Review: Ballet Black - Triple Bill - Barbican Theatre

Performance: 18 & 19 March 2016
Reviewed by Graham Watts - Tuesday 22 March 2016

Ballet Black - 'To Begin, Begin'. Photo: Bettina Strenske

Cristaux / To Begin, Begin / Storyville

Performance reviewed: 19 March

The latest London presentation by Ballet Black channels thoughts of growth. The company’s evolution should have the strapline “onwards and upwards” attached to it, because each annual programme signifies a step up in quality and a step forward in reach. This year’s particular measure of success is a venue shift to the spacious Barbican Theatre, which hosted two new works and a reprisal of a past success. The re-run of Christopher Hampson’s Storyville (originally premiered in 2012) not only provided a strong finish to this programme, but also suggests Ballet Black is making that essential transition to becoming an established repertoire company.

Storyville holds its allure well. Hampson has reworked his narrative and added some new scenes to flesh out the biographical character of Lulu White, the owner of Mahogany Hall, a dance venue and brothel in the red light district of New Orleans, at the turn of the last century, from which the ballet’s title is taken. It tells the story of a young girl drawn into White’s shady world with tragic consequences. Her name was Nola, which is apparently a nickname for New Orleans derived from merging its initials with the first and last letter of its US state (Louisana).

Several equally strong and consistent factors combine to bring class and sustainability to this mini-ballet (it appears in the style of fantasy ballets that were integral to the great Hollywood and Broadway Musicals, such as Oklahoma, Carousel and the Slaughter on Tenth Avenue divertissement within On Your Toes). Storyville enjoys charismatic and expressive performances, notably by Cira Robinson as the elegant and vulnerable Nola; and Sayaka Ichikawa, channelling the stealth and avarice of a Siamese cat (think Lady and the Tramp) into the eccentric and entrepreneurial character of Lulu. Having character’s names and timelines being paraded across the stage on storyboards – vaudeville-style – was an effective substitute for more complex set designs (bouquet to Gary Harris).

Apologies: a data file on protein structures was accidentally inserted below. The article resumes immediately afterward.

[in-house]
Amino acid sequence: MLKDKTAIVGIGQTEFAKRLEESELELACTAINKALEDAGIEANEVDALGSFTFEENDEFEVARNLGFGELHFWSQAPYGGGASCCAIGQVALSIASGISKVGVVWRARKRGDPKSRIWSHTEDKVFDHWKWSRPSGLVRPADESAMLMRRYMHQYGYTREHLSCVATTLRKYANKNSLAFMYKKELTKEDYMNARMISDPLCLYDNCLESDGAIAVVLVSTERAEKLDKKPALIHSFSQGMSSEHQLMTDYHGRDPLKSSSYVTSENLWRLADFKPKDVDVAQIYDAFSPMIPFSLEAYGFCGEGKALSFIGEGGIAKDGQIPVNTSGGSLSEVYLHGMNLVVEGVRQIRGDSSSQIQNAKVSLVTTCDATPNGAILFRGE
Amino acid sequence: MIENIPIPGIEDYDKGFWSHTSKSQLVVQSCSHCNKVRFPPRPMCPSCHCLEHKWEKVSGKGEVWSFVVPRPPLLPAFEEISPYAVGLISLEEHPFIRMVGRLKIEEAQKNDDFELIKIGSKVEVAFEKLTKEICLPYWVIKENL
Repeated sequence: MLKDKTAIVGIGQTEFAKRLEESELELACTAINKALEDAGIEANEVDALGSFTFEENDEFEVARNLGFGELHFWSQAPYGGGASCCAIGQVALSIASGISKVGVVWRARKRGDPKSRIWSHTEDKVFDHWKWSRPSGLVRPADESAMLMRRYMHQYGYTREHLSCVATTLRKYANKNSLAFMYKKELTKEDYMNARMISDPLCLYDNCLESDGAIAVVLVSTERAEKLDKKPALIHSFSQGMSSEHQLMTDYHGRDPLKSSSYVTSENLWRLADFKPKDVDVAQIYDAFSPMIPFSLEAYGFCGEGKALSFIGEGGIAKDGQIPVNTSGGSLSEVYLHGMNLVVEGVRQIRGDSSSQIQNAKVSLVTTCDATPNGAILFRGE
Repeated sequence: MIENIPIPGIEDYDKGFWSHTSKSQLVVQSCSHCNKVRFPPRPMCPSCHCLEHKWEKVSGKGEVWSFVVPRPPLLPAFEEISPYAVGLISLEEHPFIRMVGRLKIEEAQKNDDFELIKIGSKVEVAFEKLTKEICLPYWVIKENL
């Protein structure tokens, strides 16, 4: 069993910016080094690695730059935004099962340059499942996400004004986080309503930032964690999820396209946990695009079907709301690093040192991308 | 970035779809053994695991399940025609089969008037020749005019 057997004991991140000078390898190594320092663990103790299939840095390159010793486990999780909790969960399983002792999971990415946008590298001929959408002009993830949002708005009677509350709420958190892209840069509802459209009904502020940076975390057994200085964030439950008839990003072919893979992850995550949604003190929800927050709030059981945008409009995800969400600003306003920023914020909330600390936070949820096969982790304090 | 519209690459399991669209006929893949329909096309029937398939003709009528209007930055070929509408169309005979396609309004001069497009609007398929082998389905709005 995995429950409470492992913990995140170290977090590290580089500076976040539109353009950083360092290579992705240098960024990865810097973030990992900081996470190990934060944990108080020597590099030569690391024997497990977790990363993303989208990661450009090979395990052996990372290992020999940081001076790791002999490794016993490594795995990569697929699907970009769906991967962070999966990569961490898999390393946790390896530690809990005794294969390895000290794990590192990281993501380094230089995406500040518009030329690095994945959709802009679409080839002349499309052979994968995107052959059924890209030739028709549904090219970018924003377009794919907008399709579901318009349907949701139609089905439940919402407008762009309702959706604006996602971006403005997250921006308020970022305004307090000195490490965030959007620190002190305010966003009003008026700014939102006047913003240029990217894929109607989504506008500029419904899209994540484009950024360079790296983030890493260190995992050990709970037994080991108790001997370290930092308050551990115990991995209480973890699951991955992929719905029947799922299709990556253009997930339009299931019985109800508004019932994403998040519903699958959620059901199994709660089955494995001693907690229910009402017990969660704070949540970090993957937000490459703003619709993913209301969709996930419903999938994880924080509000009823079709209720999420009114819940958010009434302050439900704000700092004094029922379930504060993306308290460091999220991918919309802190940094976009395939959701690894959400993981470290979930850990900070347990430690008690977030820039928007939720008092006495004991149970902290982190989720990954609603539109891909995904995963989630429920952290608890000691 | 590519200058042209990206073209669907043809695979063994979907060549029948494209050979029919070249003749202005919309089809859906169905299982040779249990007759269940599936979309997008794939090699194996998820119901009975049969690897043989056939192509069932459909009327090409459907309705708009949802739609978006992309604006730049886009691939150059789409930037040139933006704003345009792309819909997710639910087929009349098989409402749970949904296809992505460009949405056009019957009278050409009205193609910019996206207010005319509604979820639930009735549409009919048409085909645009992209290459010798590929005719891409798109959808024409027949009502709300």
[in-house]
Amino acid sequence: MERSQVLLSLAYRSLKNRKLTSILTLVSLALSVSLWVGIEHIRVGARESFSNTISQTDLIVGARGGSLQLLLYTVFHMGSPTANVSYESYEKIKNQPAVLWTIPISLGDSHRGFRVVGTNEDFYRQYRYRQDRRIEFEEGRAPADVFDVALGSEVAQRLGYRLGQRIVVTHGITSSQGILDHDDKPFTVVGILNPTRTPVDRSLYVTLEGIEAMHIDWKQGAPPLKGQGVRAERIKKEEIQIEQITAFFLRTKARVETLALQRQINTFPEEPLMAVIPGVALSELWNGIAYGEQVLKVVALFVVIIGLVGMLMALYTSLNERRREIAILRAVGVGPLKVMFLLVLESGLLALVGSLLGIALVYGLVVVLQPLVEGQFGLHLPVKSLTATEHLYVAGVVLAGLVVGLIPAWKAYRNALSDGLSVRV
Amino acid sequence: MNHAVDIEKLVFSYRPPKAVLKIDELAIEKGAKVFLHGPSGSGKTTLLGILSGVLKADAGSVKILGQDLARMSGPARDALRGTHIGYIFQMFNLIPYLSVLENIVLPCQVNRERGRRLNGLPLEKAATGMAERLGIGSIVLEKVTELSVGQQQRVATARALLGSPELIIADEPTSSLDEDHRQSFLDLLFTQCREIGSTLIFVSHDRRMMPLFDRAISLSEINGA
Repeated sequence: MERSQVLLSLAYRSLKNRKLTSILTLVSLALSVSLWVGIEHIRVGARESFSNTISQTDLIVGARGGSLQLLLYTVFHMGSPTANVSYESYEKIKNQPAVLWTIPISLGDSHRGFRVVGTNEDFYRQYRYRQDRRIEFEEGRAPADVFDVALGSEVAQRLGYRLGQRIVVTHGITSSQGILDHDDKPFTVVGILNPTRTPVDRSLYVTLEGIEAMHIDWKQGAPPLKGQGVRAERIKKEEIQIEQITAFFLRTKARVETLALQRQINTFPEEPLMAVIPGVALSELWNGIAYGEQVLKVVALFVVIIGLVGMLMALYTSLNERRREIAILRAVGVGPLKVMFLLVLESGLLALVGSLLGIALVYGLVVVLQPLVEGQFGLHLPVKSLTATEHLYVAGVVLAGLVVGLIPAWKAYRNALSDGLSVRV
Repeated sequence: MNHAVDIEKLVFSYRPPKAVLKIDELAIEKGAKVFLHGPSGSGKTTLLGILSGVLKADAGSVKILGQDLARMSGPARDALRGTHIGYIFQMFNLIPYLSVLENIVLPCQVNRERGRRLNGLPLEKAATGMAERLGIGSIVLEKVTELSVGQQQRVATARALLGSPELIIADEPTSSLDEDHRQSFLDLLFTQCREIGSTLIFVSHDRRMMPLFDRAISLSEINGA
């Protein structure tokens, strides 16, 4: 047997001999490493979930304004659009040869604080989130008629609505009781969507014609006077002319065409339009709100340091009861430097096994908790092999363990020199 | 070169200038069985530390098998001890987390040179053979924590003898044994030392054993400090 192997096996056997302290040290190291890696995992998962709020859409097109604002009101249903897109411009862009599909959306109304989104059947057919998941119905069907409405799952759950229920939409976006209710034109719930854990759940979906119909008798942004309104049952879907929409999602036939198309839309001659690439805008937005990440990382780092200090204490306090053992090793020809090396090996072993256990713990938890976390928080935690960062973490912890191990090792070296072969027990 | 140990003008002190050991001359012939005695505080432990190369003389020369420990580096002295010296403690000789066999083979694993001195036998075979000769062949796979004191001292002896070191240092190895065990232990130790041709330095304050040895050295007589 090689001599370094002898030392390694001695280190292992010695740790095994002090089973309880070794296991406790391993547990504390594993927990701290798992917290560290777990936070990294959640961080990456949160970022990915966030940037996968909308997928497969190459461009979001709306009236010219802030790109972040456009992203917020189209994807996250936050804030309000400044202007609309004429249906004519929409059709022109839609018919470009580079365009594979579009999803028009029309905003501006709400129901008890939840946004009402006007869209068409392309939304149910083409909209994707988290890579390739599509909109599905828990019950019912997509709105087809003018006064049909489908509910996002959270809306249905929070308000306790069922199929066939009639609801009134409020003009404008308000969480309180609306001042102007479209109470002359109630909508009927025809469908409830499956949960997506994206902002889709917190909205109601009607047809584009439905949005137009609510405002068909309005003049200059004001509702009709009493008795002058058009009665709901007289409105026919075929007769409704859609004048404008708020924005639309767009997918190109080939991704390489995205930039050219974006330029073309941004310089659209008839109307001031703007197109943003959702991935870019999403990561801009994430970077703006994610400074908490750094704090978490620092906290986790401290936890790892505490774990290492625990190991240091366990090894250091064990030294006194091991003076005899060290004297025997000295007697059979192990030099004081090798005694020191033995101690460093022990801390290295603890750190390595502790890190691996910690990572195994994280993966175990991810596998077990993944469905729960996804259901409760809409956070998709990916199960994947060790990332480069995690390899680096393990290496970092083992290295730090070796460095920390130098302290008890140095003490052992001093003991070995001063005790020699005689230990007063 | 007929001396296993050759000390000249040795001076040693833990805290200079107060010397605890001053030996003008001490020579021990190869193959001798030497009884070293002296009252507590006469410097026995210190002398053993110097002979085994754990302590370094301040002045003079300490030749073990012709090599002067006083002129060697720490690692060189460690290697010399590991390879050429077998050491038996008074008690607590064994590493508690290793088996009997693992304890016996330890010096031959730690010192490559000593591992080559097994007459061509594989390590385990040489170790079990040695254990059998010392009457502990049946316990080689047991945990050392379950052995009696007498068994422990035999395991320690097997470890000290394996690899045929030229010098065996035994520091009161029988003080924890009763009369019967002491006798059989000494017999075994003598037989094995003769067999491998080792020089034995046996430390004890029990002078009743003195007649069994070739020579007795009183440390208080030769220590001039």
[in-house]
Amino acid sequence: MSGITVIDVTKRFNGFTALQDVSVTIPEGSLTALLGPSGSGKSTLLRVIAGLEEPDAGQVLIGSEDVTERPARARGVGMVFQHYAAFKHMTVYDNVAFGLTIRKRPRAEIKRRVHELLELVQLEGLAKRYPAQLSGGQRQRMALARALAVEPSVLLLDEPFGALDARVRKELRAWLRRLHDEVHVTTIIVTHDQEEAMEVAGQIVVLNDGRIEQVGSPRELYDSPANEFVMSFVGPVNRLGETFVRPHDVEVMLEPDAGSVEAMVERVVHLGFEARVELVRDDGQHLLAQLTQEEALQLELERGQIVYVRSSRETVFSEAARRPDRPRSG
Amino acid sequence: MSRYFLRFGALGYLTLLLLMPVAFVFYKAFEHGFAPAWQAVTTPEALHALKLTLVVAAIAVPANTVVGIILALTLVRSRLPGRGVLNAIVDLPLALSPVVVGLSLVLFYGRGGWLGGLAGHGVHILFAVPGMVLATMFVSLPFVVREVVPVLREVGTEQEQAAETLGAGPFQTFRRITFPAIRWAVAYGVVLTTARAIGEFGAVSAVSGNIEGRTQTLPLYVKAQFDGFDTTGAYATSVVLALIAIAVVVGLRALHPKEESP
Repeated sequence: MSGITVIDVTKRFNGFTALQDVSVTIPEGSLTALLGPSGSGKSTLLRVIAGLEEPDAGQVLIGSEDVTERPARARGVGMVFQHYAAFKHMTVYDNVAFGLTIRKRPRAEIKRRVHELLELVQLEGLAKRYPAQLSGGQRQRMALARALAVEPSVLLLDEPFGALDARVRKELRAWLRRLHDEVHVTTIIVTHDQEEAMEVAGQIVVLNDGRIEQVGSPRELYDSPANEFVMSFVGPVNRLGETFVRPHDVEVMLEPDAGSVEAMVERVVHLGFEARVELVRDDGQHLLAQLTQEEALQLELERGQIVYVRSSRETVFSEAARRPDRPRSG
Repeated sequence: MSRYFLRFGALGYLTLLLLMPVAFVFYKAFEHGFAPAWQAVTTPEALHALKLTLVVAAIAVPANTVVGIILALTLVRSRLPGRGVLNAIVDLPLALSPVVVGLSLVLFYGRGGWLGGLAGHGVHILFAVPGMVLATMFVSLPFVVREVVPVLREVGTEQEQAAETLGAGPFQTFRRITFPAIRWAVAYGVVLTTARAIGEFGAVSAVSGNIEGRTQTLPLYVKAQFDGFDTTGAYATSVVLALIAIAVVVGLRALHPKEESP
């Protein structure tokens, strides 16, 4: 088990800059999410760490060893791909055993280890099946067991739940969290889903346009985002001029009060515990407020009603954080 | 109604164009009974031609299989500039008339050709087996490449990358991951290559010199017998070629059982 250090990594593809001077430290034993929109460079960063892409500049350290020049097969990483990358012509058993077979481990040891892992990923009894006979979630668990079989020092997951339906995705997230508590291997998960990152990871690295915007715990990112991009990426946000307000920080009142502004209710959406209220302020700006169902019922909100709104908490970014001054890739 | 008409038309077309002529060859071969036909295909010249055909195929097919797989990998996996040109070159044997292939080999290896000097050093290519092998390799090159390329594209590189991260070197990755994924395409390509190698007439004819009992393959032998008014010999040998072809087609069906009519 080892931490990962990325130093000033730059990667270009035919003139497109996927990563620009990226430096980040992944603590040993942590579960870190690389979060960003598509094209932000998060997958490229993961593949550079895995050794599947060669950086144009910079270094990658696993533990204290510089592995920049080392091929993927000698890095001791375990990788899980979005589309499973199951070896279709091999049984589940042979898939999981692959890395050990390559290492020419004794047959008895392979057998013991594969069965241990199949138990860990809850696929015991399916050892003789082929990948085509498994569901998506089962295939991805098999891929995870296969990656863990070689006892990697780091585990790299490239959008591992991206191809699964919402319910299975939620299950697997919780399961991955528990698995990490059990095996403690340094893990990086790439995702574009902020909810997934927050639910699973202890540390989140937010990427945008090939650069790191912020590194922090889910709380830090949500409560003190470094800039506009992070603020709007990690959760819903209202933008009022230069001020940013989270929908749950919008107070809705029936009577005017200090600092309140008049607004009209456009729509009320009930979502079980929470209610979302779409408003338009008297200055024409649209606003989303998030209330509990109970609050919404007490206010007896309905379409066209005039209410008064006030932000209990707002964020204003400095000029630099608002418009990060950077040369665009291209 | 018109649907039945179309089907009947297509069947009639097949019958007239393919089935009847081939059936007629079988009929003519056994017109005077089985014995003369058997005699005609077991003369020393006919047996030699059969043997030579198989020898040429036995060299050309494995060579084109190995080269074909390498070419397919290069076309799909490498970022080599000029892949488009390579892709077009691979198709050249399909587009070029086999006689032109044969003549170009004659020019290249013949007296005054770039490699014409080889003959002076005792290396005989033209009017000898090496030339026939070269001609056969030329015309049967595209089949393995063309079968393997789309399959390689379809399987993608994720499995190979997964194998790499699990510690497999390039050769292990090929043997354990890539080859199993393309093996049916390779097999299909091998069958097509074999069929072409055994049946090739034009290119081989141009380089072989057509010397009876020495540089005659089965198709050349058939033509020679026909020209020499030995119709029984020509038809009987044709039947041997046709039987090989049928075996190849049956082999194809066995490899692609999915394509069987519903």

Hampson’s choreography is superbly paced, both drawing out and developing the lead characterisations and providing luscious, lyrical pas de deux for Robinson and Nola’s love interest, an unnamed sailor danced by Damien Johnson. Hampson has an unerring ear for exactly the right music to suit his purposes and Storyville is matched with a rich playlist of Kurt Weill’s music, beginning with the addictive Lost in the Stars, which started life in Weill’s unfinished musical comedy, Ulysses Africanus, but was reused as the title song for a Broadway musical that opened in 1949, a few months before the composer died.

The lyrics (by Maxwell Anderson) – telling of how the stars run through God’s fingers “like grains of sand and one little star fell alone” – are a perfect intro to naive Nola’s arrival in New Orleans. The song has been recorded by Frank Sinatra, Judy Garland and, separately, by both Star Trek stalwarts, ‘Captain Kirk’ (William Shatner) and ‘Mr Spock’ (Leonard Nimoy), but it is the shaky, sentimental, almost spoken interpretation by the veteran actor, Walter Huston – made when he was 60 – that Hampson uses for an imposing, arresting impact at the beginning and end of Storyville. Of genius, such decisions are made.